Fall 2018 - HIST 130 D100

Fundamentals of World History (3)

Class Number: 5046

Delivery Method: In Person


  • Course Times + Location:

    Tu 12:30 PM – 2:20 PM
    AQ 3159, Burnaby

  • Exam Times + Location:

    Dec 10, 2018
    3:30 PM – 6:30 PM
    AQ 3182, Burnaby



A survey of the history of the world, with a focus on global historical phenomena of the last six centuries. Breadth-Humanities.


A survey of the history of the world, from the beginning to the end, especially the period from 1405 to 2018.  Focusing on the political, economic, and cultural aspects of globalization, we will explore religious and scientific revolutions, industrialization, nationalism, decolonization, the changing environment, and the evolution of modernity

The heart of the course is the weekly tutorial meetings in which you will collaboratively use primary sources to pursue further the themes introduced in lectures.  It will introduce issues of historical interpretation and research, and it will provide a foundation for further study in the arts and social sciences.

Past students have praised HIST 130 as a relevant and entertaining course, and as a stepping stone to advanced courses in History and other disciplines.  Grading will be on a curve that can only benefit students:  If necessary, final grades will be increased to coincide with departmental averages.


  • Tutorial participation (weeks 1-13) 20%
  • Quizzes 25%
  • An eight-page research paper 25%
  • Final examination 30%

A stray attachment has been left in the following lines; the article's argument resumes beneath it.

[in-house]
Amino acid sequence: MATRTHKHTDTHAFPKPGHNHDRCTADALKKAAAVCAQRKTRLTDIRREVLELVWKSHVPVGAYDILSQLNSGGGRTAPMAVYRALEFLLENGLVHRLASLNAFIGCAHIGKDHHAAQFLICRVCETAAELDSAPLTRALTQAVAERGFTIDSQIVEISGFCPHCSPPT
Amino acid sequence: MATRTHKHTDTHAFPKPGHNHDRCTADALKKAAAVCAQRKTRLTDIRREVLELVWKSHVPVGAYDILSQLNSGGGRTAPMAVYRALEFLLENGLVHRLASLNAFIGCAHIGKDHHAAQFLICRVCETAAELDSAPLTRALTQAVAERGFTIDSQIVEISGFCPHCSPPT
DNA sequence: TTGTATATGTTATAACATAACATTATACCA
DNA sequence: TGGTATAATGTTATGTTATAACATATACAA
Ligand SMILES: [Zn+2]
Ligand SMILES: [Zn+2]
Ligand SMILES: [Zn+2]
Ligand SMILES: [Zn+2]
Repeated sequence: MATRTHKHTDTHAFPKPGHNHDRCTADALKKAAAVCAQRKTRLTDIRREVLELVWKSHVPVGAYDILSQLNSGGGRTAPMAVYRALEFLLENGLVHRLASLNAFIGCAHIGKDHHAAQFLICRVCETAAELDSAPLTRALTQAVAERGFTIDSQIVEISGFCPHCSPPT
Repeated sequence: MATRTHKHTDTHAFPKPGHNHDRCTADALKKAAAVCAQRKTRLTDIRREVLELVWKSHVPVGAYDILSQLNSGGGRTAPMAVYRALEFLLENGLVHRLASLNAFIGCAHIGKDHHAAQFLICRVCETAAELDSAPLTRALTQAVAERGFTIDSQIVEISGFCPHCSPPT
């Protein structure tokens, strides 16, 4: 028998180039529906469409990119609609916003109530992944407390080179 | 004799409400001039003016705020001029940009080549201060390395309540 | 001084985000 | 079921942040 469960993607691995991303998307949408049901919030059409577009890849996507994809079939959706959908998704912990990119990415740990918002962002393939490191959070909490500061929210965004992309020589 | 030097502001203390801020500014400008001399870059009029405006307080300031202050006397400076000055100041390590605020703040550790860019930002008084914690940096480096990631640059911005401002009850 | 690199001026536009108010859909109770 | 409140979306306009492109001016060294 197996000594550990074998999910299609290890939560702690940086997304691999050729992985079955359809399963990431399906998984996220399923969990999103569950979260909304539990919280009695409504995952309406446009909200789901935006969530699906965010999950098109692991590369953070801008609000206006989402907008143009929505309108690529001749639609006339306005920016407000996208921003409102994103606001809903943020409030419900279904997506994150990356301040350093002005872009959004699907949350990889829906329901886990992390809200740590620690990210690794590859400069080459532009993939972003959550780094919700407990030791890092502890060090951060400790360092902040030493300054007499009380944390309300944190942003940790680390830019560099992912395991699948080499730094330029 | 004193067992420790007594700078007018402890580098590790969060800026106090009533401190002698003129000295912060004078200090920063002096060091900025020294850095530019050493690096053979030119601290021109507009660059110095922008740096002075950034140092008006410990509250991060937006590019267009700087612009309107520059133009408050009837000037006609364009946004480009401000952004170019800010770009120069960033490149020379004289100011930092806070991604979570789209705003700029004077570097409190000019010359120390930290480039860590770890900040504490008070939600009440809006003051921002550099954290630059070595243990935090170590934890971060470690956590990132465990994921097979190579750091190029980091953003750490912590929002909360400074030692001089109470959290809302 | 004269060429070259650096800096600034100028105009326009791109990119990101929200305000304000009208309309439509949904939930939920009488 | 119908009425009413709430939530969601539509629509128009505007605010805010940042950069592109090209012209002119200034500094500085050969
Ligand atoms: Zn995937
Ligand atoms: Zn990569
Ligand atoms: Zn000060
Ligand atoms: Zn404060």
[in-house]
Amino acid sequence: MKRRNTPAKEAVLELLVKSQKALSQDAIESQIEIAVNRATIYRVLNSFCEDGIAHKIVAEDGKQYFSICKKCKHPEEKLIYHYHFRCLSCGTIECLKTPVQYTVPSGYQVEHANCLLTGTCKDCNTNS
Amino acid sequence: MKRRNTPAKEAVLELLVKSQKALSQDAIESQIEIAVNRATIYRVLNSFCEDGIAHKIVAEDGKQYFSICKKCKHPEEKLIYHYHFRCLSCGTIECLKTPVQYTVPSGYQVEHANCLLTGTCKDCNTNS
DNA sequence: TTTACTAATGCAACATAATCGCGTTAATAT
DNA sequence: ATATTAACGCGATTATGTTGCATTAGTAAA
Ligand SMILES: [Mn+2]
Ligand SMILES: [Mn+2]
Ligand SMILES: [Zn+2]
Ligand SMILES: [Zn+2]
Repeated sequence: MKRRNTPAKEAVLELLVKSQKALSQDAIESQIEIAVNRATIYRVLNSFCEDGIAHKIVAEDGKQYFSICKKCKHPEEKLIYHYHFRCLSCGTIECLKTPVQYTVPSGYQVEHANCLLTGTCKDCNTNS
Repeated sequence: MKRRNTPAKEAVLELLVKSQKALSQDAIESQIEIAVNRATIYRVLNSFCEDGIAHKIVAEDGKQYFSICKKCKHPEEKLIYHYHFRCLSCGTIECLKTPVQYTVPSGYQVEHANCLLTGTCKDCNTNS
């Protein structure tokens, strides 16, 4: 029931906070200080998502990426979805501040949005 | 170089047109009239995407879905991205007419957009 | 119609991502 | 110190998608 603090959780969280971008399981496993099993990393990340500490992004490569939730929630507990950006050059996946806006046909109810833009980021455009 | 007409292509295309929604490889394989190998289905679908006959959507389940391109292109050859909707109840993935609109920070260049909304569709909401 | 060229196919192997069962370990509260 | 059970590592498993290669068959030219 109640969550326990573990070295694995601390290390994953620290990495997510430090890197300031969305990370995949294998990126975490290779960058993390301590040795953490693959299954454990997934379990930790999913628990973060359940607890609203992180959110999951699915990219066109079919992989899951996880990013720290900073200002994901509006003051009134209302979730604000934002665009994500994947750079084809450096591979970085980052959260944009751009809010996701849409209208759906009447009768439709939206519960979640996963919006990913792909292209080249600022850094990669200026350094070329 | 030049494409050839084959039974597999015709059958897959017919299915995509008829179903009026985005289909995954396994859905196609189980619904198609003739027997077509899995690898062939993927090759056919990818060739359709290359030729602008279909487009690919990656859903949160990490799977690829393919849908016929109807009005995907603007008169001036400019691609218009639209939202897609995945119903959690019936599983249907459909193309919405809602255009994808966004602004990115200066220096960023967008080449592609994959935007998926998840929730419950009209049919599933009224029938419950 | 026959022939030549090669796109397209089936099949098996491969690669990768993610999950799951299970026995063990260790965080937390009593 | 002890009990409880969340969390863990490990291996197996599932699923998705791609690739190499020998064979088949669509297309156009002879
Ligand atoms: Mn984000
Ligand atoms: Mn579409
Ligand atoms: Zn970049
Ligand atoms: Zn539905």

J. R. McNeill and William H. NcNeill, The Human Web: A Bird’s-eye View of Human History (New York: W. W. Norton & Co., 2003).

Students without a background in world history should consider acquiring a traditional textbook, such as Felipe Fernandez-Armesto's The World: A History

Other readings will be made available online.

Registrar Notes:

SFU’s Academic Integrity web site http://students.sfu.ca/academicintegrity.html is filled with information on what is meant by academic dishonesty, where you can find resources to help with your studies and the consequences of cheating.  Check out the site for more information and videos that help explain the issues in plain English.

Each student is responsible for his or her conduct as it affects the University community.  Academic dishonesty, in whatever form, is ultimately destructive of the values of the University. Furthermore, it is unfair and discouraging to the majority of students who pursue their studies honestly. Scholarly integrity is required of all members of the University. http://www.sfu.ca/policies/gazette/student/s10-01.html